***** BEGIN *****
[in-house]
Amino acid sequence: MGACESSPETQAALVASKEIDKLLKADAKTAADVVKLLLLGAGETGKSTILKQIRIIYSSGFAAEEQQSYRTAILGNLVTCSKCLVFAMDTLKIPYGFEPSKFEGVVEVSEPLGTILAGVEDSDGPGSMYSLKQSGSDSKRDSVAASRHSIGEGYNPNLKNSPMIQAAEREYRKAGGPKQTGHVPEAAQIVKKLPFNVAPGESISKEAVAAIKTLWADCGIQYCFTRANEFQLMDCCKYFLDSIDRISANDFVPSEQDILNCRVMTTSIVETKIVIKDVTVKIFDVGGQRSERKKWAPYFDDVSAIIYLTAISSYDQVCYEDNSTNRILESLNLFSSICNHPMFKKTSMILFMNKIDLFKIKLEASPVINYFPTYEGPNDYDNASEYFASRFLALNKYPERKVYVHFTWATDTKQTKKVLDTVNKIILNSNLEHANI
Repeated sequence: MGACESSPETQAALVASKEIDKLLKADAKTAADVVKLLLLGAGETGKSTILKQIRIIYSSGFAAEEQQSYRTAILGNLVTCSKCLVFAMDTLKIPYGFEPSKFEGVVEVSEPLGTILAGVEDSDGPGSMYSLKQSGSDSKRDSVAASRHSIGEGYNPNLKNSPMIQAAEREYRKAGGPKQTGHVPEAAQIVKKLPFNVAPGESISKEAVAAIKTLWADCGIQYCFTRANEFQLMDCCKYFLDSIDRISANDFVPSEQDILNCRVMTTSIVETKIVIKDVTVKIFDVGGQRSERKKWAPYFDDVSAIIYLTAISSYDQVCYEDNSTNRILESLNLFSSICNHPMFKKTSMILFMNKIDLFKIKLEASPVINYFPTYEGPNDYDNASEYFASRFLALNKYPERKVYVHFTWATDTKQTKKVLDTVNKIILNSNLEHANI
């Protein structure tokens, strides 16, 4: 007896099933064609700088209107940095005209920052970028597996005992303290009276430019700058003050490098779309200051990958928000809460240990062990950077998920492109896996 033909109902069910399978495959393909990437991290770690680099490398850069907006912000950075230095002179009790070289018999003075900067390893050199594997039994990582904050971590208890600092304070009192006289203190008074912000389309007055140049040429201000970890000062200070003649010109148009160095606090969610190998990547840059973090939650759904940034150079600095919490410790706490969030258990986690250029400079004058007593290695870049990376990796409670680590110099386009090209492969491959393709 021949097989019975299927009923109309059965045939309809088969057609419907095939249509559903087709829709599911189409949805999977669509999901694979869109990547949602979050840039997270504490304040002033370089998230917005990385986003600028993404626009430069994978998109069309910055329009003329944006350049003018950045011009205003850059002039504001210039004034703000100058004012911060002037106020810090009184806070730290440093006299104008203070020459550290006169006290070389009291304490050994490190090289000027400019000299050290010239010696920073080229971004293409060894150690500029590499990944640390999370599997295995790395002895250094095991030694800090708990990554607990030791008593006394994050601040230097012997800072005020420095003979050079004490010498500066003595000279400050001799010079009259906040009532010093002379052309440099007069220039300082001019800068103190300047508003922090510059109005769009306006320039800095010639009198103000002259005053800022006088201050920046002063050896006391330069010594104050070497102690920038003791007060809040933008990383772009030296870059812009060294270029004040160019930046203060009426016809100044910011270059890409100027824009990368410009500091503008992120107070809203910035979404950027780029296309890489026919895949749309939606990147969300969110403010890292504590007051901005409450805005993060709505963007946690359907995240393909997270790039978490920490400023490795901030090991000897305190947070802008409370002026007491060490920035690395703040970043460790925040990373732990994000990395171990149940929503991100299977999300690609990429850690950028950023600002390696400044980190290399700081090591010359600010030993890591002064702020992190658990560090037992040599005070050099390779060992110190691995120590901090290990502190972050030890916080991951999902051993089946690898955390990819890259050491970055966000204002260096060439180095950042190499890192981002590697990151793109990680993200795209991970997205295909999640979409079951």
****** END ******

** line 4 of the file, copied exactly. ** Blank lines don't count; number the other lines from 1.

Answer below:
């Protein structure tokens, strides 16, 4: 007896099933064609700088209107940095005209920052970028597996005992303290009276430019700058003050490098779309200051990958928000809460240990062990950077998920492109896996 033909109902069910399978495959393909990437991290770690680099490398850069907006912000950075230095002179009790070289018999003075900067390893050199594997039994990582904050971590208890600092304070009192006289203190008074912000389309007055140049040429201000970890000062200070003649010109148009160095606090969610190998990547840059973090939650759904940034150079600095919490410790706490969030258990986690250029400079004058007593290695870049990376990796409670680590110099386009090209492969491959393709 021949097989019975299927009923109309059965045939309809088969057609419907095939249509559903087709829709599911189409949805999977669509999901694979869109990547949602979050840039997270504490304040002033370089998230917005990385986003600028993404626009430069994978998109069309910055329009003329944006350049003018950045011009205003850059002039504001210039004034703000100058004012911060002037106020810090009184806070730290440093006299104008203070020459550290006169006290070389009291304490050994490190090289000027400019000299050290010239010696920073080229971004293409060894150690500029590499990944640390999370599997295995790395002895250094095991030694800090708990990554607990030791008593006394994050601040230097012997800072005020420095003979050079004490010498500066003595000279400050001799010079009259906040009532010093002379052309440099007069220039300082001019800068103190300047508003922090510059109005769009306006320039800095010639009198103000002259005053800022006088201050920046002063050896006391330069010594104050070497102690920038003791007060809040933008990383772009030296870059812009060294270029004040160019930046203060009426016809100044910011270059890409100027824009990368410009500091503008992120107070809203910035979404950027780029296309890489026919895949749309939606990147969300969110403010890292504590007051901005409450805005993060709505963007946690359907995240393909997270790039978490920490400023490795901030090991000897305190947070802008409370002026007491060490920035690395703040970043460790925040990373732990994000990395171990149940929503991100299977999300690609990429850690950028950023600002390696400044980190290399700081090591010359600010030993890591002064702020992190658990560090037992040599005070050099390779060992110190691995120590901090290990502190972050030890916080991951999902051993089946690898955390990819890259050491970055966000204002260096060439180095950042190499890192981002590697990151793109990680993200795209991970997205295909999640979409079951």